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ICU-recovery in Scandinavia : a comparative study of intensive care follow-up in Denmark, Norway and Sweden

Egerod, Ingrid ; Risom, Signe S ; Thomsen, Thordis LU ; Storli, Sissel L ; Eskerud, Ragne S ; Holme, Anny N and Samuelson, Karin A M LU (2013) In Intensive & Critical Care Nursing 29(2). p.11-103
Abstract

OBJECTIVES: The aim of our study was to describe and compare models of intensive care follow-up in Denmark, Norway and Sweden to help inform clinicians regarding the establishment and continuation of ICU aftercare programmes.

METHODS: Our study had a multi-centre comparative qualitative design with triangulation of sources, methods and investigators. We combined prospective data from semi-structured key-informant telephone interviews and unreported data from a precursory investigation.

RESULTS: Four basic models of follow-up were identified representing nurse-led or multidisciplinary programmes with or without the provision of patient diaries. A conceptual model was constructed including a catalogue of interventions related... (More)

OBJECTIVES: The aim of our study was to describe and compare models of intensive care follow-up in Denmark, Norway and Sweden to help inform clinicians regarding the establishment and continuation of ICU aftercare programmes.

METHODS: Our study had a multi-centre comparative qualitative design with triangulation of sources, methods and investigators. We combined prospective data from semi-structured key-informant telephone interviews and unreported data from a precursory investigation.

RESULTS: Four basic models of follow-up were identified representing nurse-led or multidisciplinary programmes with or without the provision of patient diaries. A conceptual model was constructed including a catalogue of interventions related to the illness trajectory. We identified three temporal areas for follow-up directed towards the past, present or future.

CONCLUSIONS: ICU follow-up programmes in the Scandinavian countries have evolved as bottom-up initiatives conducted on a semi-voluntary basis. We suggest reframing follow-up as an integral part of patient therapy. The Scandinavian programmes focus on the human experience of critical illness, with more attention to understanding the past than looking towards the future. We recommend harmonization of programmes with clear goals enabling programme assessment, while moving towards a paradigm of empowerment, enabling patient and family to take an active role in their recovery and wellbeing.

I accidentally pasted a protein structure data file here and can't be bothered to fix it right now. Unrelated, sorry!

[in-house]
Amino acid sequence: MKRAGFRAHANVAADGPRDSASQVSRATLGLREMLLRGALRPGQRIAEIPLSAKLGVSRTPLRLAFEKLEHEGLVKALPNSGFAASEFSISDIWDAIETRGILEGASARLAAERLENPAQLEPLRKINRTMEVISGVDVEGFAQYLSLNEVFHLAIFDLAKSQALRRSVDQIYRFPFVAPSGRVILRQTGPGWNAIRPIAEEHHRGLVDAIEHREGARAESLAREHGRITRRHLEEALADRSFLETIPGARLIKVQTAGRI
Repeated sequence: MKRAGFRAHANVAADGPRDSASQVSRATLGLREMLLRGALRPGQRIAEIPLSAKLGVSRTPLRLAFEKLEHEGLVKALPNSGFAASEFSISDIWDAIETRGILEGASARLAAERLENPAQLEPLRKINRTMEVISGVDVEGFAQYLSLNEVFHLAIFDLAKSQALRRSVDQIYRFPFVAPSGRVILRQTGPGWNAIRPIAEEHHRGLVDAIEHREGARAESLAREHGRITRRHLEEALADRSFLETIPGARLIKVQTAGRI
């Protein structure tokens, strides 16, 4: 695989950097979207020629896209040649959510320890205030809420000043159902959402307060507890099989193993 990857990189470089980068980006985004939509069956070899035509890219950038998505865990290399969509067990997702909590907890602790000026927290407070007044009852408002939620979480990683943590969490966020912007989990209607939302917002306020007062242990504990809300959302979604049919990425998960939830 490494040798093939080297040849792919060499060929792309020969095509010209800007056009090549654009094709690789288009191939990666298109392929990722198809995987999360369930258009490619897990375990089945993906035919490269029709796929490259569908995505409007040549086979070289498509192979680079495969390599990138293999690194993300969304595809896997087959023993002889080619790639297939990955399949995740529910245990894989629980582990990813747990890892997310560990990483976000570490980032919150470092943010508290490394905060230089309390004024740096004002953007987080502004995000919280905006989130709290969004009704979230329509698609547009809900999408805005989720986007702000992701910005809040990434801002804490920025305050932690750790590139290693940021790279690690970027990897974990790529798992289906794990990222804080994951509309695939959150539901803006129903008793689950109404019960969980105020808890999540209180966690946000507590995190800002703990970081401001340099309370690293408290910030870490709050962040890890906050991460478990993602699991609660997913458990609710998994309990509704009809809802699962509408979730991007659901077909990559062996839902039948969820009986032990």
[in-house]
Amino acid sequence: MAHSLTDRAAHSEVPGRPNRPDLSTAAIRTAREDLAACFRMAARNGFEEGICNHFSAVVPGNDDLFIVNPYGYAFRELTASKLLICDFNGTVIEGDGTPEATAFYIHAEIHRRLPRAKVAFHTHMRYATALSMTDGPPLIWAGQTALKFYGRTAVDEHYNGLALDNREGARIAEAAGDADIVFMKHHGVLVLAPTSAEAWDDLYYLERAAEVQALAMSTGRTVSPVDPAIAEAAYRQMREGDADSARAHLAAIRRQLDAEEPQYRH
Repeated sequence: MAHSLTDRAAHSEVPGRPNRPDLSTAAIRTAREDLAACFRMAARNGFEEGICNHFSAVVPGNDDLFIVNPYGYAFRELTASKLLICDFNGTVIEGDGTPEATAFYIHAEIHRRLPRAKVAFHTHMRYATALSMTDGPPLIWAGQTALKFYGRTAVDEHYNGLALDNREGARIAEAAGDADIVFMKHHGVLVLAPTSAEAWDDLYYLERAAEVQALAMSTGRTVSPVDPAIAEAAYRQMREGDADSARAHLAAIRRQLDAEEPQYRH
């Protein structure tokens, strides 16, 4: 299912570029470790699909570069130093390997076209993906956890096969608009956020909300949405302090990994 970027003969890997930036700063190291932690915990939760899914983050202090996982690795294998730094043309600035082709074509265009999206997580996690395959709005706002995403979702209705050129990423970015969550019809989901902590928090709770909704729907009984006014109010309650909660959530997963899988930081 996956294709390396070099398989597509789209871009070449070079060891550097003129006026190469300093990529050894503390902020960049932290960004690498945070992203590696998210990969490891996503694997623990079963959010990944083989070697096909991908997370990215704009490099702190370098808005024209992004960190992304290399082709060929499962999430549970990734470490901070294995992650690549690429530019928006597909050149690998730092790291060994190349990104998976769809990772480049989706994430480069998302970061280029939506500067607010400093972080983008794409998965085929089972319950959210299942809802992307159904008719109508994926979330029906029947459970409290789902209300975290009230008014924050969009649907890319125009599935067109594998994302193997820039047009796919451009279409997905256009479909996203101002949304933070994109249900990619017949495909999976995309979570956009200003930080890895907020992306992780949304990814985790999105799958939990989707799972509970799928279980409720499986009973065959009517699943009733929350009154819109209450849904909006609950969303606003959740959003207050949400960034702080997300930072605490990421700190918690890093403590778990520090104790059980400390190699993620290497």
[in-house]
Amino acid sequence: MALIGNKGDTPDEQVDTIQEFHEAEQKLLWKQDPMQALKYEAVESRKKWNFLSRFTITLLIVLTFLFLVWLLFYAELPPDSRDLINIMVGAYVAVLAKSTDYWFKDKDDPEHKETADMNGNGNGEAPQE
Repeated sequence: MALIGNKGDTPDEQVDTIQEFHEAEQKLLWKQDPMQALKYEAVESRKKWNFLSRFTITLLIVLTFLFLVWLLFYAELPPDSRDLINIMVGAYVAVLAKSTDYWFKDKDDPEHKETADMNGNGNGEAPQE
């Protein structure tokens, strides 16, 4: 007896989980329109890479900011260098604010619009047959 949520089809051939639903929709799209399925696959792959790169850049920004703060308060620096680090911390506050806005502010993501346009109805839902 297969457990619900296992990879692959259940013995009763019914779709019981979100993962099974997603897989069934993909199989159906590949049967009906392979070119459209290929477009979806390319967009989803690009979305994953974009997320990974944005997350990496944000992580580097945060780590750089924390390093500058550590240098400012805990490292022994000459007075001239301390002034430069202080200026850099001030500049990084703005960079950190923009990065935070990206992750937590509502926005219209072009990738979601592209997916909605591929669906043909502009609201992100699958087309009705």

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author
organization
publishing date
type
Contribution to journal
publication status
published
subject
keywords
Continuity of Patient Care/standards, Critical Care/psychology, Humans, Intensive Care Units, Models, Nursing, Scandinavian and Nordic Countries
in
Intensive & Critical Care Nursing
volume
29
issue
2
pages
11 - 103
publisher
Elsevier
external identifiers
  • pmid:23340012
ISSN
1532-4036
DOI
10.1016/j.iccn.2012.10.005
language
English
LU publication?
yes
id
df9589bb-9959-4812-b79f-a7d7e4b98630
date added to LUP
2018-11-19 15:47:04
date last changed
2019-11-19 04:01:18
@article{df9589bb-9959-4812-b79f-a7d7e4b98630,
  abstract     = {<p>OBJECTIVES: The aim of our study was to describe and compare models of intensive care follow-up in Denmark, Norway and Sweden to help inform clinicians regarding the establishment and continuation of ICU aftercare programmes.</p><p>METHODS: Our study had a multi-centre comparative qualitative design with triangulation of sources, methods and investigators. We combined prospective data from semi-structured key-informant telephone interviews and unreported data from a precursory investigation.</p><p>RESULTS: Four basic models of follow-up were identified representing nurse-led or multidisciplinary programmes with or without the provision of patient diaries. A conceptual model was constructed including a catalogue of interventions related to the illness trajectory. We identified three temporal areas for follow-up directed towards the past, present or future.</p><p>CONCLUSIONS: ICU follow-up programmes in the Scandinavian countries have evolved as bottom-up initiatives conducted on a semi-voluntary basis. We suggest reframing follow-up as an integral part of patient therapy. The Scandinavian programmes focus on the human experience of critical illness, with more attention to understanding the past than looking towards the future. We recommend harmonization of programmes with clear goals enabling programme assessment, while moving towards a paradigm of empowerment, enabling patient and family to take an active role in their recovery and wellbeing.</p>},
  author       = {Egerod, Ingrid and Risom, Signe S and Thomsen, Thordis and Storli, Sissel L and Eskerud, Ragne S and Holme, Anny N and Samuelson, Karin A M},
  issn         = {1532-4036},
  language     = {eng},
  number       = {2},
  pages        = {11--103},
  publisher    = {Elsevier},
  series       = {Intensive & Critical Care Nursing},
  title        = {ICU-recovery in Scandinavia : a comparative study of intensive care follow-up in Denmark, Norway and Sweden},
  url          = {http://dx.doi.org/10.1016/j.iccn.2012.10.005},
  doi          = {10.1016/j.iccn.2012.10.005},
  volume       = {29},
  year         = {2013},
}